By Nabilah Said
SITI KHALIJAH ZAINAL, THE YEAR OF NO RETURN
Siti Khalijah Zainal is one of the members of the multinational ensemble in The Year of No Return by The Necessary Stage, an interdisciplinary work dealing with urgent issues around the climate emergency. The work is written by Haresh Sharma and Rody Vera and directed by Alvin Tan.
The Year of No Return runs from 21–23 May at Victoria Theatre.
Tell us about the show, The Year of No Return.
Siti: According to scientists, The Year of No Return is supposed to be the year where, if we really hit that mark, literally, the world would be winding down from there. This is the first climate change play in Singapore, but the issue is not just affecting Singapore. It is affecting the world.
We read that one of the countries that will be badly affected by climate change will be the Philippines, where two of our actors – Rody Vera (who is also one of the playwrights of the show alongside Haresh) and Marco Viaña – are from. I think the sense of urgency for them and the rest of the cast, who are from Malaysia and Japan, is even greater.
How do you feel about doing a show about climate change?
Siti: It’s such a huge topic. How do you do a show about climate change? It’s been force-fed to us ever since we’re in school. People might take climate change seriously when they read the news, because they are faced with evidence and things that are happening around the world. But how do you do a show without making it seem tacky and cheesy, like “Hey recycle! Stop using plastic!”?
It’s about how we go deeper than that, to make people go: “I really have to do something about this. This is serious, this is no joke.”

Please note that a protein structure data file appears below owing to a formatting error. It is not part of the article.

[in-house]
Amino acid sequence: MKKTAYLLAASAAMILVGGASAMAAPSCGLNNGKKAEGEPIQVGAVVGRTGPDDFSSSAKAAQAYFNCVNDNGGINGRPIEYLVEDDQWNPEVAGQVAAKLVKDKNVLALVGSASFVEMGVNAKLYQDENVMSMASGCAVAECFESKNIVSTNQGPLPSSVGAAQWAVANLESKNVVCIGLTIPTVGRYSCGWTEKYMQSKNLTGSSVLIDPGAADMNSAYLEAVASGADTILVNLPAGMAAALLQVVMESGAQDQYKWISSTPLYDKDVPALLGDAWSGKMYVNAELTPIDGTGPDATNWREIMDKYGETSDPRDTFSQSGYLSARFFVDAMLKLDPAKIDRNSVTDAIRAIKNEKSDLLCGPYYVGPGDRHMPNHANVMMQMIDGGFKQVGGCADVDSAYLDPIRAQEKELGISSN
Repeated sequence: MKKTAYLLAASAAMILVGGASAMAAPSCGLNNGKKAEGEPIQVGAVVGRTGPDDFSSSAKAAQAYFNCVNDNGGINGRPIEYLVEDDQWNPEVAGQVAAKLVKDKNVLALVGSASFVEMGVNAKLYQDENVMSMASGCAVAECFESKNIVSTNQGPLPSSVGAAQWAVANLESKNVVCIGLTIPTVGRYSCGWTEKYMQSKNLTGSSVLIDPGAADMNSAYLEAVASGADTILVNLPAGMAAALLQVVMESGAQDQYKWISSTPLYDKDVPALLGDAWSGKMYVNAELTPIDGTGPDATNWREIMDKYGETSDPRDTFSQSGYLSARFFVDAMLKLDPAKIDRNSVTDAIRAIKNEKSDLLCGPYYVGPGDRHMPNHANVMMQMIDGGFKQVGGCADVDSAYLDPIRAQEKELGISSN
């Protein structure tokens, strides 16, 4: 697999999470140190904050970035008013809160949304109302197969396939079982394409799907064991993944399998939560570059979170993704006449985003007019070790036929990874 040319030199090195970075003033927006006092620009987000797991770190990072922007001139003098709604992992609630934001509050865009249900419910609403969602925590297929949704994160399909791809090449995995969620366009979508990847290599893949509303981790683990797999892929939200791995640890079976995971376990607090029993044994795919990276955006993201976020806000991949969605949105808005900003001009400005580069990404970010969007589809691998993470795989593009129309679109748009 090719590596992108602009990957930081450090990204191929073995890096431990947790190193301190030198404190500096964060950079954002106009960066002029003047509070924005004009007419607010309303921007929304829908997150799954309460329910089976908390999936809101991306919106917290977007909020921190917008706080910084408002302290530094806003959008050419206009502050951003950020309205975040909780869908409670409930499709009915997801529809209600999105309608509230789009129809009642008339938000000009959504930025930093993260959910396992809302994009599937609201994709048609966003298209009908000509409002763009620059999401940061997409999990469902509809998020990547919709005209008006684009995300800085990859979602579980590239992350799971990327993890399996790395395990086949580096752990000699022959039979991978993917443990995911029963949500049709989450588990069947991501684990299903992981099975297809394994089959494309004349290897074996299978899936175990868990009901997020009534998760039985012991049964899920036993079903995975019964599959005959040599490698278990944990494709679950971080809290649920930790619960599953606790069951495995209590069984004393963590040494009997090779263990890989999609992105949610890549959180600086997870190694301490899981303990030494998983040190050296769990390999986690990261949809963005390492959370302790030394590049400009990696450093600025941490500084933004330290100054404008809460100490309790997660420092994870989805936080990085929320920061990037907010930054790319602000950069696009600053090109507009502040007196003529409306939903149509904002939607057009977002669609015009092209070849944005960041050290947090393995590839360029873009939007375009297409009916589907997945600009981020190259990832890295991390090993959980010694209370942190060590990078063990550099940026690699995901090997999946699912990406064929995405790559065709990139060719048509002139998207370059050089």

Have you been trying to be more environmentally friendly because of the play?
Siti: When you play other characters in other plays, you can play the character, without having to be that person. But for a topic that is as serious as climate change, for me to send this message across as an actor, I feel that I should be doing something myself.
Generally I carry my own set of cutlery, and I bring my own tote bags, so when I go to supermarkets, I avoid taking plastic bags. I really don’t know if it can change anything, but I tell myself: “No, no, don’t be discouraged. Believe in what you’re doing”. As much as we might not really make much difference as individuals, we are still doing something good.
What is your entrypoint into this work?
Siti: My approach when it comes to a show which requires me to improvise is to make people feel. I go straight to the emotional connection between us actors first, and then we dig out the bigger issue from there – which is the topic of the show. And as an actor, when I improvise, I always like to represent characters who are under-represented. For a topic like this, there are a lot of voices that are not heard, and I wanted to try to explore that.
I know the script is still being developed, but can you share what rehearsals have been like?
Siti: One of the scenes I remember improvising was based on the tsunami that hit Aceh in the early 2000s. I was lucky enough to visit the area one year after it happened, and it was really shocking to see that nothing had been done after a year. I improvised a character who had lost a child because of the tsunami. But it’s easy to make it about being sad – how do you make a tsunami survivor a strong voice?
We also improvised characters who were climate change deniers. I’m not sure what will end up making it into the show, and I am really curious and excited to see what Haresh and Rody come up with.
JODI CHAN, A DREAM UNDER THE SOUTHERN BOUGH: EXISTENCE
Jodi Chan plays Princess Yao Fang in A Dream Under The Southern Bough: Existence, which caps an epic trilogy of works by Toy Factory for SIFA which are all based on the philosophical writings of Ming Dynasty writer Tang Xianzu. The show is directed by Goh Boon Teck.
A Dream Under The Southern Bough: Existence runs from 22–24 May at Drama Centre Theatre.
How would you describe this show to someone new to it, who might not have watched the previous two instalments?